I stumbled here, sadly, while looking for some info about my much-loved Norway Maple. Is it non-native? Yes. Am I non-native? Yes. I can only assume that this is a site that encourages gardening since it's part of the title, but this strange language you are using in regard to trees is what makes people who are uneducated want to cut down every tree in their yard because they are "dirty." Calling tree debris 'garbage'? Yikes.
I like em
I planted one because I like em. The native sugar maple is a weak species; filling with rot even while young. They make weak joints. They often die long before their time. They have no pollution resistance. They do have good firewood and syrup. But the Norway maple is far superior in most ways. NM is an obvious street tree choice as is Silver maple. Sugar maple and red/white/swamp maples do poorly in urban and suburban areas.
Confusing vs. helping
If you want to help others eradicate a specific plant you would do well to describe it accurately.
Most of the pix you posted show the characteristic ragged leaves of Silver maple which is very clear by the 1st "roof" picture, and your descriptions are sketchy. No maple species produces 2 crops of seeds in a season, so you may have both Silver (spring) & Norway (fall). Norway (exotic) is no match for Silver (native) for invasiveness and rapid growth. Neither is desirable; Sugar and Red are much more beautiful and not messy albeit harder to grow, but worth the effort.
I love this tree.
I have six Norway Maples on my property, and I wish I had more. Firstly, they grow fast. Secondly, they provide great shade. Thirdly, their green leaves are among the first to open, and remain leafy green long after most other trees have lost their leaves. And forth, they block out really ugly views (abd neighbours' peering eyes). I have had no problem growing hostas underneath them, and even if I couldn't grow anything under, so what. They are a beautiful, tall tree that adds beautiful greenery for three seasons. Yes, seedlings show up a lot, and yes, there are a lot of leaves to rake up in the fall, but to be honest, I rarely even rake them. They break down organically, and create more topsoil each and every year. I have one right in front of my bedroom window, and I love it. It gives me privacy, and with the shallow roots, I don't have to worry about the roots causing damage to my foundation. I just trim a few branches every couple of years. Have had it there over twenty years, and I love, love, love it, just as I love those in my back yard. By the way, my rating is for the tree, not this article.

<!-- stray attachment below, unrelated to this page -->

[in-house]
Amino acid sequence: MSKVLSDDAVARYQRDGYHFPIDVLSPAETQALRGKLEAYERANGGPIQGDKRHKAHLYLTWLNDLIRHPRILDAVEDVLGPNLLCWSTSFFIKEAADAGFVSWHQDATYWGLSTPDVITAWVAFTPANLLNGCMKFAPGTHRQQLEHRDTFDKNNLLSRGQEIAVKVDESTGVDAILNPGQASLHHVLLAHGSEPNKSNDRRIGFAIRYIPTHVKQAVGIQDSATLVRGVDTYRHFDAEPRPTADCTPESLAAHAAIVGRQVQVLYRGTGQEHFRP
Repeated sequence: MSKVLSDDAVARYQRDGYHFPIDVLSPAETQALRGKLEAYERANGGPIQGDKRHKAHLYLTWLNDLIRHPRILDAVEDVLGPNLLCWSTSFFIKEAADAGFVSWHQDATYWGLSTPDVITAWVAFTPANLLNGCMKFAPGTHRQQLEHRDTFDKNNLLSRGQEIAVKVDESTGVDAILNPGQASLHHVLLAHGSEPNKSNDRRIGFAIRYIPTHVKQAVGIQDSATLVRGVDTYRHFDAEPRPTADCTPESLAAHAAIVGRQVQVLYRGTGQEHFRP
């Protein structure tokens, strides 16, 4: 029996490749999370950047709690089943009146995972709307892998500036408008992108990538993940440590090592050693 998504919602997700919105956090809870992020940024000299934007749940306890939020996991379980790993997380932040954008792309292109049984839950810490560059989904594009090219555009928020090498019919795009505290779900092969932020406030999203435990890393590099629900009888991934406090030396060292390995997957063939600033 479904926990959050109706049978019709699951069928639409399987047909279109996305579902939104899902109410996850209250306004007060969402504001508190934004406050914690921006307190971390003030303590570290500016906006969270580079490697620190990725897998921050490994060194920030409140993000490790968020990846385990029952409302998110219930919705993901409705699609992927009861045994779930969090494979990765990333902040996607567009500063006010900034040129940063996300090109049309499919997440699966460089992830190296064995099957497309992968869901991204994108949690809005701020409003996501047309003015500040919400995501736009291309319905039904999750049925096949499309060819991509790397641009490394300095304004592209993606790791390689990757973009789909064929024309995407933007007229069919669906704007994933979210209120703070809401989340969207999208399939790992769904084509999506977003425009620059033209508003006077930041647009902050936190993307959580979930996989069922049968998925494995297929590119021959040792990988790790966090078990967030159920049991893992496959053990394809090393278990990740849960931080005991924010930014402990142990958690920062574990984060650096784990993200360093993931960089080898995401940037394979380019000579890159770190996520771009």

Norway Maple makes "most hated" list
You have certainly expressed your basic feelings. But maybe some people love the shade? I would have really liked to have seen and had described the differences from the Sugar Maple, esp. the leaf difference and bark. Many people may have no idea how they differ (like me, as they seem so very similar). I would hate to see people cut down a Sugar Maple thinking it is an invasive. 🙂
My Husband and I also have a Norway Maple that has destroyed all of the underlying grass and plants. We are seriously considering having the tree removed but have one question. How long will it take for all of our vegetation to once again thrive after the tree his gone? I've read several articles stating that the tree actually emits toxins in the root system. This leads us to worry that it will remain in the soil.